Embarrassed, Ashamed, and (a little bit) Defensive

I will be the first one to tell you that I am not perfect, Matt and I are not perfect parents, and Noah is certainly not a perfect child.  He’s pretty awesome, but far from perfect.  Currently, as all two year olds do, he is testing his boundaries, exploring his world, and learning how to relate to others and communicate by watching and mimicking the other kids and adults in his life.

With that said, Matt and I have had to learn to be super conscious about our behaviors and our words at all times.  And, while we have failed many, many times, I think we are doing a pretty good job at modeling good behaviors, using our words to communicate emotions and needs, and practicing lots of appropriate behaviors in hopes that Noah will mimic the good stuff.

[At least I thought we were doing a pretty good job.]

This morning, we were running a little late and, when Noah asked for seconds of his breakfast, we just didn’t have time to make that happen.  So, after he was dressed and ready for school, I asked him if he would like a cup of cereal to have in the car.  Here is the gist of the conversation that followed.

Me: “Noah, do you want Cheerios in a cup to eat in the car?”

Noah: “No Mrs. Mommy!  Teddy Grahams!”

Me: “Okay.  Teddy Grahams it is.”

Noah: “TEDDY GRAAAAAAHAMS!!!”

Me: “Okay, okay… here are your Teddy Grahams.  Just be sure not to let the doggies get them.”

Noah immediately and (I am assuming) accidentally drops one on the floor.  Poplar, our voraciously hungry Black Lab, dives in and gobbles it up without even chewing.  And then it happened…

Noah: “Oh Shit!”

Matt: “Did he just say what I think he said?!”

Me: “Yeah I think so.  What do we do??”

Matt: “I think we should ignore it and just hope it doesn’t happen again.  But I think I have heard him say it before.”

Me:  “What!?  We’ve been working so hard at not saying that.”

Matt:  “Apparently not hard enough.”

[But wait… this amazing morning couldn’t possibly get worse or make me feel more like a terrible parent could it???]

I get to Noah’s classroom, give him a big hug and kiss, and wave good-bye as he runs off to grab a toy and play next to his best friend Abigail.

One of his teachers comes up to me and, in a whisper tone, asks me if she can have a word with me.  She informs me that Noah has been saying “shit” quite a bit for the last week or so when he gets frustrated.  She said he will even clinch his fat little fists and stomp around in a circle saying, “shit, shit, shit.”

Seriously!?  My precious little Noah??  He’s the kid that cusses??

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When she tells me this, my emotions go from totally ashamed and embarrassed (How could we have done this to my sweet little baby?  We try so hard to model good behavior and look at what is happening!)…

…To shear concern (What do you do when he does this?  What advice do you have so that we can appropriately address this behavior without making a big deal out of it?)…

…To angry and defensive (How long has this been going on?  Why are you just now telling me about it?  I am sure there is some other kid in here who is teaching him this word?  Are you calling me a bad parent?).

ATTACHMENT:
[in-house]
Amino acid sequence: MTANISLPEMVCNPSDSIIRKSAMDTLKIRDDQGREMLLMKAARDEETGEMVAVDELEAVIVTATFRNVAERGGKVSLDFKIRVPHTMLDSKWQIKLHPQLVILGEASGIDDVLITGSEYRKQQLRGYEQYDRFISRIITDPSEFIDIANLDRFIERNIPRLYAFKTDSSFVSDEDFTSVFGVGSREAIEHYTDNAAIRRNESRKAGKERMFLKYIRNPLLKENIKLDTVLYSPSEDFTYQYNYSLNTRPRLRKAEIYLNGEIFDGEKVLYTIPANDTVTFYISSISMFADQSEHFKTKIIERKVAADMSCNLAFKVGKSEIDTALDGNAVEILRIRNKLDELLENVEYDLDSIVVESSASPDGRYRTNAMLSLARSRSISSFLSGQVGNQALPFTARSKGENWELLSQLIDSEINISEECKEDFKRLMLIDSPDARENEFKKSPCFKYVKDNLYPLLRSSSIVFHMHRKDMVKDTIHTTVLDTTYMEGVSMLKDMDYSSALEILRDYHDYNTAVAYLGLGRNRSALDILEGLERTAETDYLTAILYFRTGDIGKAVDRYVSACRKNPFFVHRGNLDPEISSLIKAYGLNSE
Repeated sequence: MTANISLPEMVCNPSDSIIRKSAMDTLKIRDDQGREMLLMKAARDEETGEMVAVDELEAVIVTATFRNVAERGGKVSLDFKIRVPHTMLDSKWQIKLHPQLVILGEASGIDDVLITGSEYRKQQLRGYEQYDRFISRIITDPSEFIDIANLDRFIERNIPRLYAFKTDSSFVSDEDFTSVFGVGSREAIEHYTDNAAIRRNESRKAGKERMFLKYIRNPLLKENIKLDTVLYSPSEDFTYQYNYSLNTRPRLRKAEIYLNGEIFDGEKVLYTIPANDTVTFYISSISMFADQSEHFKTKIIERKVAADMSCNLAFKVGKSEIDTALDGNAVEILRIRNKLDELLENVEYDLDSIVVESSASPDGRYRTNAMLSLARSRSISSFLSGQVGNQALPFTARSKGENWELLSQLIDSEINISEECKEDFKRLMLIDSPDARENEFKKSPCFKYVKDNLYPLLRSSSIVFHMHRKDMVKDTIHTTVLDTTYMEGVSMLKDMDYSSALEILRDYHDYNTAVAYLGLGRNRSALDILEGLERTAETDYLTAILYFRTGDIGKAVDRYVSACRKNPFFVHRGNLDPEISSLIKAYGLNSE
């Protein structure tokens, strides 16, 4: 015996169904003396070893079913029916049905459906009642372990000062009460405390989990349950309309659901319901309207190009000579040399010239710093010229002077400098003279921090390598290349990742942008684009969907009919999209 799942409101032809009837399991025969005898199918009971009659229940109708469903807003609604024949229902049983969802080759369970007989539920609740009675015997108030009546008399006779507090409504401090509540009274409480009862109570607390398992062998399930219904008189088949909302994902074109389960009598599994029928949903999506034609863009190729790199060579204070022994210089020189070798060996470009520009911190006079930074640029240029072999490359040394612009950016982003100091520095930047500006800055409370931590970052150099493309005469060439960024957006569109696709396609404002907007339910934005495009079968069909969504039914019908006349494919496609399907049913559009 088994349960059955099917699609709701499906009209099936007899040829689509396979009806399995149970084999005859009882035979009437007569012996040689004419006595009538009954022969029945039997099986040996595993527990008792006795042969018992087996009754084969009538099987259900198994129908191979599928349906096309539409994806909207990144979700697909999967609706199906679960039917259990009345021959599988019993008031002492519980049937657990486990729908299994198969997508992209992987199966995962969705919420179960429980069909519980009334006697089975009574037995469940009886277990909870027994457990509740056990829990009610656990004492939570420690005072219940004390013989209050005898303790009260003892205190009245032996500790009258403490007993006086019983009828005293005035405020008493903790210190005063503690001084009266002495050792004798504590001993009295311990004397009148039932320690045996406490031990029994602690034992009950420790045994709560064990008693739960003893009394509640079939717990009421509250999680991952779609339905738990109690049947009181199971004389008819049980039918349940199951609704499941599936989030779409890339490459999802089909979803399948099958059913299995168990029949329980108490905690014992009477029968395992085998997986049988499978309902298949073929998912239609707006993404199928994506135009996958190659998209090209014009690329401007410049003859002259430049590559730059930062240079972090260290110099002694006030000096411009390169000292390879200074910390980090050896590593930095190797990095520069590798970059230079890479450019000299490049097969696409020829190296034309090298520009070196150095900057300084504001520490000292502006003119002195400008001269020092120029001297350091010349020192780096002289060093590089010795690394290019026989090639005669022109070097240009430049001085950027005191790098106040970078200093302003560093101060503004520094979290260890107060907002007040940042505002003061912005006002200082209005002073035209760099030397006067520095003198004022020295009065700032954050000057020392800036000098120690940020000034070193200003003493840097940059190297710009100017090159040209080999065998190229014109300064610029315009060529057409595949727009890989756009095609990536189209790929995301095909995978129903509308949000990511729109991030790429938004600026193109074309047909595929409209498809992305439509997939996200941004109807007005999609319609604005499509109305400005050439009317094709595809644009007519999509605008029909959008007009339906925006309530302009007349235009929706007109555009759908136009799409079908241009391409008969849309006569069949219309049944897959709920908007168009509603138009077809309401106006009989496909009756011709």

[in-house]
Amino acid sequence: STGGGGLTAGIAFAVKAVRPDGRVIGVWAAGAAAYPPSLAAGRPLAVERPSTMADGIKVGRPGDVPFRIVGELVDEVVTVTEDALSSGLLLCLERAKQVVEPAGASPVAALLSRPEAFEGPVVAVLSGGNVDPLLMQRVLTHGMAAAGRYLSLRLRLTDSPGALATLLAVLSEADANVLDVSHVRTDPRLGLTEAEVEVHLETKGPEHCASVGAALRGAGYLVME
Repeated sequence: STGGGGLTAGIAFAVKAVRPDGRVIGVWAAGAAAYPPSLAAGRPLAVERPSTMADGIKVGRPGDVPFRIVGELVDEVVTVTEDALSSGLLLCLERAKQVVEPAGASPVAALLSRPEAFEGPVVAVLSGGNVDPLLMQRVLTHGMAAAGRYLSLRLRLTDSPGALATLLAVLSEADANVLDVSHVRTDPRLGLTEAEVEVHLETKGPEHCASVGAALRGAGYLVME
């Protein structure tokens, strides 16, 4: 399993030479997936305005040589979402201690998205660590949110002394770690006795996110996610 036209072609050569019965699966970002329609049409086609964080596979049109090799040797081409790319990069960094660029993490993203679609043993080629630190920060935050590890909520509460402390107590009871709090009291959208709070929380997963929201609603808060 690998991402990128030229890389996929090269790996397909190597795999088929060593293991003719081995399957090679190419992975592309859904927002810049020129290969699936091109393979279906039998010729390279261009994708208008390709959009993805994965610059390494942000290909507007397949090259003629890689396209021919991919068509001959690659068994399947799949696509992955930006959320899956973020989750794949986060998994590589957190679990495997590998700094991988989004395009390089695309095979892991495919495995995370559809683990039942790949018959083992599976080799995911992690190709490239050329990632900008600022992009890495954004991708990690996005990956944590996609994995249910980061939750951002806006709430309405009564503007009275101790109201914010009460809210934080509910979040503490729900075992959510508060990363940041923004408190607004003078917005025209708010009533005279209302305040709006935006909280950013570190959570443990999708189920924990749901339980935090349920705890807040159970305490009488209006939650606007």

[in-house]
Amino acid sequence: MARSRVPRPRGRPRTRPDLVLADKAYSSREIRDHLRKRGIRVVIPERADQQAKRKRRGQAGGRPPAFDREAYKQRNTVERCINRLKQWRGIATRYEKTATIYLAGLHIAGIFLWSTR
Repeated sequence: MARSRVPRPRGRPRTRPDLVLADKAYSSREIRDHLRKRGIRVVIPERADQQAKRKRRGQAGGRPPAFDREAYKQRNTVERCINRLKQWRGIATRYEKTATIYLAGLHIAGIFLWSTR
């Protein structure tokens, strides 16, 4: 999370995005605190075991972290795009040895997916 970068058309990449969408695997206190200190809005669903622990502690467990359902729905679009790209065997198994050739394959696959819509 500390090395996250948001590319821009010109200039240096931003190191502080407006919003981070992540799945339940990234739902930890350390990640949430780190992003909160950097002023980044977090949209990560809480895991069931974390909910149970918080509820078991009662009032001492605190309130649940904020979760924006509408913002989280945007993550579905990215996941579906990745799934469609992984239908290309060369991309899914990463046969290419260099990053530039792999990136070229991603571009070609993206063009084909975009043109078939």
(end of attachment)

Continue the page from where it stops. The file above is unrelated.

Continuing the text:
When I leave daycare, I immediately call Matt to let him know that I was just called out by a 21 year-old about what a bad parent I am.  He goes immediately to angry and defensive (skipping emotional levels 1 and 2).

Matt:  “Every day, they all tell me about what a great day Noah has had.  They go on and on about how well he plays, how well he eats, how much he learns and sings.  Now, we are bad parents?!”

Me:  “Well, we did hear him say it this morning.  We know that he is actually doing it.“

Matt:  “I don’t care.  That’s not the point.”

We then went on to make a plan about changing the movies and TV shows he is watching and what disciplinary approach we were going to take to address the foul language in the future.

But man, not feeling too great about modeling good behavior right about now.

Also, if you happen to have a child in Noah’s class and he or she begins to mimic Noah and say not-so-nice words, I’m sorry.  We’re working on it.

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About Callie

I'm a mom and a counselor. I want people to be able to talk about everything, show the real side of parenting, admit their faults, and celebrate their successes.

Posted on September 19, 2013, in Mom Stuff and tagged , . Bookmark the permalink. 3 Comments.

  1. You should feel excited that you and your husband have this much influence on your son. Now you can use your parenting skills for “good” and not for “evil” because he is clearly listening and learning so much from you. It sounds, to me, like you have a very bright child and this “phase” will leave just as quickly as it came. Hang in there! One day you will wonder if he is actually listening at all because the things that come out of his mouth sound nothing like you or your husband — then you can really start to worry!

    • Thank you for the encouragement, Jennifer. He is just changing so fast and I don’t think I was prepared for him to be so opinionated and outspoken this early. I am really hoping this is a phase but it has made my husband and me super-conscious about what we say. I will hang in there!!

  2. I was the queen of babysitting when I was younger, and then most of my friends have had children. I can honestly say that about every kid I’ve known has done this exact same thing!!! Most of them were about Noah’s age or little older when they said the naughty words. Don’t worry, it will pass. You just may be embarrassed a few more time first!!!

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